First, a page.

12 Pages Posted: 21 Oct 2008
The cofounder of Compass Records, a small, independent music-recording company, must decide whether to "produce and own" the next album of an up-and-coming folk musician or simply "license" her finished recording. This case presents information sufficient to build cash-flow forecasts for either investment alternative. Discounted cash flow (DCF) analysis reveals that licensing will be the more attractive alternative unless the student assesses the value of the options for follow-on albums included in the "produce-and-own" contract.
Still bleary-eyed after an all-night drive from North Carolina, Alison Brown sat in the office below her recording studio near Nashville's famed “Music Row.” It was late June 2005, and she had a moment to reflect on Compass Records, the artist-run record company that she and her husband, Garry West, had founded 10 years ago. The past few years had brought them great success, but managing the daily myriad decisions for the business remained a challenge. Foremost in her mind was whether to offer a recording contract to a talented new folk musician, Adair Roscommon, whose demo CD she was now listening to in her office.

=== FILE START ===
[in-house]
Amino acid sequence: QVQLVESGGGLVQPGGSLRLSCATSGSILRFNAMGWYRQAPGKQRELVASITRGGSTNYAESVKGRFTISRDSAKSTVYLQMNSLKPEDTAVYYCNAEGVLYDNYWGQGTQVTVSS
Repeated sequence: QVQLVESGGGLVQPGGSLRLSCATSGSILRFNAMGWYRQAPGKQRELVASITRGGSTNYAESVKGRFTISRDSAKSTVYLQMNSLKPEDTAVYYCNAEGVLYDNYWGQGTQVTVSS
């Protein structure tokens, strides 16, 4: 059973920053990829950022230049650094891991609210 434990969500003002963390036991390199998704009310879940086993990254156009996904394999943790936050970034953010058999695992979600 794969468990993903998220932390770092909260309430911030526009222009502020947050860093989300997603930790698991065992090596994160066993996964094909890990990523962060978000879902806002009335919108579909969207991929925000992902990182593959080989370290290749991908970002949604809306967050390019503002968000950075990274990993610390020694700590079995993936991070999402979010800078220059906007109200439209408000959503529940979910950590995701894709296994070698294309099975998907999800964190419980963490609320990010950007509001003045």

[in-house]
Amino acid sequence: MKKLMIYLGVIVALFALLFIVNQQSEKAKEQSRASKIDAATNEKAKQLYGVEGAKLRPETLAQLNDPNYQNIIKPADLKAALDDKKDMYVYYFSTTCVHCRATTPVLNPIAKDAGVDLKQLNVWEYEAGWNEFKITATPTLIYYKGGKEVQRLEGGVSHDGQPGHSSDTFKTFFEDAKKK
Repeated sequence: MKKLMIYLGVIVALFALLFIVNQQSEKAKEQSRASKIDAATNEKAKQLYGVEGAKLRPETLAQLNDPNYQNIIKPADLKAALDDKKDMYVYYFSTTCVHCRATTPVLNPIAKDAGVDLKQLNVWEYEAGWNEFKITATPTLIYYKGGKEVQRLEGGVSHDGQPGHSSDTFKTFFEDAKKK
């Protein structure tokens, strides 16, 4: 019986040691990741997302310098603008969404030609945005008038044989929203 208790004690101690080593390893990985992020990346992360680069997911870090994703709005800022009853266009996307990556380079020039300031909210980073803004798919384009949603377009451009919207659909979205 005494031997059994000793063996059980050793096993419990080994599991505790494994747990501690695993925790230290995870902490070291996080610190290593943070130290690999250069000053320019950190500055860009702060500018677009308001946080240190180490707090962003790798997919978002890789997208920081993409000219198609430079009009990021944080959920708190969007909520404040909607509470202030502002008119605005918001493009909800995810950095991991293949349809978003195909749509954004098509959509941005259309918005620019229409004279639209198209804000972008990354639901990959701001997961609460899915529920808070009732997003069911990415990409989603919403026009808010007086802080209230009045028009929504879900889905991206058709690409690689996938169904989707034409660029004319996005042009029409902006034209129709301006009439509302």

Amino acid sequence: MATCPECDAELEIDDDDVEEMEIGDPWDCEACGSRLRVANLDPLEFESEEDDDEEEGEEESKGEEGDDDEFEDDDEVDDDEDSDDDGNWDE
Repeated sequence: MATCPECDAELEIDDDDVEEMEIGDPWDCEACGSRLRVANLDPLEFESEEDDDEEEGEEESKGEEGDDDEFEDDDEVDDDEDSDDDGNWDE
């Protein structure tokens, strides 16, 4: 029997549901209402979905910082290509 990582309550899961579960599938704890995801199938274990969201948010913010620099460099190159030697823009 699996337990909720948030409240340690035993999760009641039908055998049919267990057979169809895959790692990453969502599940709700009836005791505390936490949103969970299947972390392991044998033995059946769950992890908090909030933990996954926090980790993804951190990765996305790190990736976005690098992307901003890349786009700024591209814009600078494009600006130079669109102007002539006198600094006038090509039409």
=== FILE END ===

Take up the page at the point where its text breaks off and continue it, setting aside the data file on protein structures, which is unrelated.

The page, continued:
Compass Records' tenth anniversary was a major milestone in the intense and unforgiving music business. With a roster of well-known and successful artists under contract, Compass had carved out a niche as an established player in the folk and roots musical genres. But unlike executives at the major record companies who typically had large budgets, every decision made by Brown and West regarding new musicians could have a major impact on their business. Compass could scarcely afford to squander resources on an artist in whom Brown and her husband did not believe strongly.
Brown was an acclaimed folk musician about whom the entertainment industry magazine Billboard once wrote: “In Brown's hands, the banjo is capable of fluid musical phrases of boundless beauty.” Brown's assessment of another folk musician's artistic merit, therefore, had tremendous value, and she liked Adair Roscommon's work. Brown was also a former investment banker with an MBA who clearly understood Roscommon's potential as an investment for Compass. Intuitively, Brown grasped the implications of adding a risky asset, such as a new musician, to Compass Records' growing portfolio.
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Keywords: discounted cash flow DCF capital investment, sensitivity analysis, real options
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